Archive for September, 2012
Not surprising but always important to remember that reputation can deter customers away from something as basic as a checking account or other product. In a survey by Datamonitor’s Financial Services Insights group, consumers in the U.K. – a large 78% or just imagine nearly 8 in 10 – say that a bank needs an untarnished reputation for them to use them. This high figure is up from 53% in 2011. That is a very large jump in perception on the importance of reputation in the banking sector. Clearly, the banking scandals of the past 12 months or so have hurt the reputation of the banking sector in the U.K, if not all around the world. I wish I could find the link to the actual report but when I looked, the reports were expensive so this link that reports the finding will just have to do. Regardless, the point is made. Consumers are increasingly thinking about whether their banking institutions have a good reputation or not before they decide to do business with them. Years ago, it would have been unheard of for an institution like Lehman Bros. to close down. Since that catastrophic event and the many others that followed, consumers do not want to take any chances. That’s clear.
Thoughtful interview in strategy + business with the former CEO of Campbell Soup, Doug Conant. His internal focus on the Campbell culture was refreshing. He realized soon after joining and surveying employee engagement that one out of every three employees was looking for a job. As he said, nearly 6,000 of the 20,000 employees at Campbell’s were dissatisfied. He knew what needed to be done with results like that. Here are two quotes that illuminate his thinking: “I also knew that you can only win in the marketplace if you win in the workplace first.” Also, “You can’t talk your way out of something you behaved your way into. You have to behave your way out of it.” He is dead right. Employee satisfaction has to be taken seriously if a company wants to succeed and build the best reputation that it can. When I was recently in Brazil, the head communications person at one of the largest banks in all of Latin America told us that they strategically decided to put employees first in their line of stakeholders.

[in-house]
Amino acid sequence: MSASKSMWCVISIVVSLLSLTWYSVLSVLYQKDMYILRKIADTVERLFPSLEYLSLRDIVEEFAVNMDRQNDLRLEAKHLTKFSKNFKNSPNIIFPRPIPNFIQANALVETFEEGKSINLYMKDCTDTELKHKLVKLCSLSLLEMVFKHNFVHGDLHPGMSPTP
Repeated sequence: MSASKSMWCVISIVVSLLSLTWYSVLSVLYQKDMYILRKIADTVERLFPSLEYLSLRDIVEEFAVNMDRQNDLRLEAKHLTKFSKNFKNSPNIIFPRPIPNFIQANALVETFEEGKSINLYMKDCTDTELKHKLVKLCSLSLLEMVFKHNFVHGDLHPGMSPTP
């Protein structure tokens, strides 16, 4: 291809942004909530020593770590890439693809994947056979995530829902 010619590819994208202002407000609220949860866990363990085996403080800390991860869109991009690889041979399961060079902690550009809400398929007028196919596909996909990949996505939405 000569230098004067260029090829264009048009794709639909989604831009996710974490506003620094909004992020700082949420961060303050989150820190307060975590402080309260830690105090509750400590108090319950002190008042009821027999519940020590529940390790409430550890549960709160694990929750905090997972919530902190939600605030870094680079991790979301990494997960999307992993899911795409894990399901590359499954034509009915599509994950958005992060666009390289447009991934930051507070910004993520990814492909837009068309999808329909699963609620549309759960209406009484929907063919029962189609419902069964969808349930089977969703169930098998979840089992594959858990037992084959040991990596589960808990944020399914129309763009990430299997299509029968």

I also wholeheartedly agree with Conant that leadership has to own its behavior. Words are critical today, especially when you have employees all over the globe, but if actions do not match the words of leadership, your employees will be the first to know and tell others that this is a company that does not walk the talk. Interestingly, Conant instinctively knew that to get the front-line engagement he needed to turn the company around, he would need it from his top people. So he set his sights on getting them “wildly engaged” in the work.
Conant has written a book titled Touchpoints. The basic idea is that every contact is a chance to make that tangible, meaningful connection with others. It is about that quality interaction that can advance the business and enhance satisfaction. Conant talks about the 10 to 20 handwritten notes he sent out as CEO every day – 30,000 over a 10 year tenure. I know about those notes. I got one. They made the connection and to this day, I have not stopped talking about my shock receiving his handwritten thank you note for spending time with me discussing CEO reputation.